Which brings me to the most elusive formula of all: the recipe of the crabbie pattie. As we all know, or at least those who have to watch Saturday morning cartoons with a young child, the crabbie pattie recipe is known only to Spongebob Squarepants and Mr. Crabs, the latter proprietor of the 'Crusty Crab', a sort of Wendy's of the deep. Now, as the Crabbie patty is the source of all culinary goodness, there are nefarious sorts, well one mainly, who wants this secret to reach ultimate power and 1 billion served. The evil doer is near microscopic in size (to match his creativity and wit), but has outsized ambitions to steal the recipe if he cannot create a similar one for his own restaurant: the 'Chum Bucket' (with not quite one served). As we all know, he never succeeds, as he invariably does himself in by falling on his own sword, or rather evil contraptions, and gets blown to bits each episode.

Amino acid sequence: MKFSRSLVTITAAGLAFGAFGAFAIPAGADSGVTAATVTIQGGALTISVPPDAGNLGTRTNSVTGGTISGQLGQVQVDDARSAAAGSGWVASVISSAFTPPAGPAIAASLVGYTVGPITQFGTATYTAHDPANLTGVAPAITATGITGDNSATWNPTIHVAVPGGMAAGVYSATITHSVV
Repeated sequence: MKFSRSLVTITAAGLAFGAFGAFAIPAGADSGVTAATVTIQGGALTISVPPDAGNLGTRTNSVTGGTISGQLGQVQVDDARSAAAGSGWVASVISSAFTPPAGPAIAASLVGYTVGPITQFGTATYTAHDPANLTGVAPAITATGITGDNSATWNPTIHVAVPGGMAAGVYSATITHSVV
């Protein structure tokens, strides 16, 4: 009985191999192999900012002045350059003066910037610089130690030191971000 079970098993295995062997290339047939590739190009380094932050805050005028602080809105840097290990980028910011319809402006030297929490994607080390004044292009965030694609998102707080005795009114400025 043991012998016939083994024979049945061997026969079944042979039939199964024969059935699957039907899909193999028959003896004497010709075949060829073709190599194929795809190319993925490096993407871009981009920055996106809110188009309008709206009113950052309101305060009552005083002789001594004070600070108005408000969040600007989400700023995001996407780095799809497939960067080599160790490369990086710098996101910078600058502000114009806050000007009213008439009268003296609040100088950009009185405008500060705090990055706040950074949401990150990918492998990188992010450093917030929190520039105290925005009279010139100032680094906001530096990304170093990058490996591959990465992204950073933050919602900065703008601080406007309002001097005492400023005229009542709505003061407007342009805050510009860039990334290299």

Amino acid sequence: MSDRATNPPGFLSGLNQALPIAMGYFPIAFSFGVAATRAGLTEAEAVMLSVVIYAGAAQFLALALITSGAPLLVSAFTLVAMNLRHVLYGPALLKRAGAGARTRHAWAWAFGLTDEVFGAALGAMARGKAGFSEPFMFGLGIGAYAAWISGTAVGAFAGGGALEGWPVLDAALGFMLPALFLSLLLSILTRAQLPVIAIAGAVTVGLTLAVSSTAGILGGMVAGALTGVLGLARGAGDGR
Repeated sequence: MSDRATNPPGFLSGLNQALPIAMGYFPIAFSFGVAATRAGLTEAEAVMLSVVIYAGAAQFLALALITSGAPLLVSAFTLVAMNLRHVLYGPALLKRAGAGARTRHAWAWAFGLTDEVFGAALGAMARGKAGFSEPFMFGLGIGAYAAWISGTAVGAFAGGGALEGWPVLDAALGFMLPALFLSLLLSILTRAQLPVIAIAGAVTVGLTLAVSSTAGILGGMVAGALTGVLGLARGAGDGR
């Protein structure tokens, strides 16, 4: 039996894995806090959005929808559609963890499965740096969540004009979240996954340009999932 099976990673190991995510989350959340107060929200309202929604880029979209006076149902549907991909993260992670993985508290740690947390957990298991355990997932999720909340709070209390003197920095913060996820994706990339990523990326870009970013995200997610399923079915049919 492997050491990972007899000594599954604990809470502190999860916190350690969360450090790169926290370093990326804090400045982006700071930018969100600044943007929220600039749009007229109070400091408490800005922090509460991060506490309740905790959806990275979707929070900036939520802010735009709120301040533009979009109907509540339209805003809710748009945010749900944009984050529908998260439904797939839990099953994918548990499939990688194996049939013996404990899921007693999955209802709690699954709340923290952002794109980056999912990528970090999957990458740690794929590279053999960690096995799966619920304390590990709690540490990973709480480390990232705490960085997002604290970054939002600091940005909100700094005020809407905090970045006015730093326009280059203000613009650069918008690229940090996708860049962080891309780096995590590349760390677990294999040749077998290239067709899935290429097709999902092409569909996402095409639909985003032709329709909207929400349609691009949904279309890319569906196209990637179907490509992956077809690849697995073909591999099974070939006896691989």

Green Little Guy
Unlike food recipes, psychology recipes are gladly shared with others, providing you acknowledge its source and have a royalty check in hand. Secondly, psychologists have an often inordinate faith in the formulae they come up with, even if the resulting concoction has no more appeal than a bucket of chum. I found this out in correspondence with a certain Dr. Steven Hayes, a psychology professor who has his own secret sauce, which he calls Relational Frame Theory, a concept that completely baffles me. As a philosopher myself with more holes in my head than a certain yellow sponge, I sent him for review my own secret recipe Itty-Bitty Self Help Book.
To make matters simpler, he responded with his own formula, which I also can't understand, but no matter. It's with this formula below that he will take
Dr. Hayes' Crabbie Pattie Recipe
by storm the psychological world. So be prepared, as I will surely be, for another surefire recipe that will tickle and satisfy our palates, like a bucket of chum.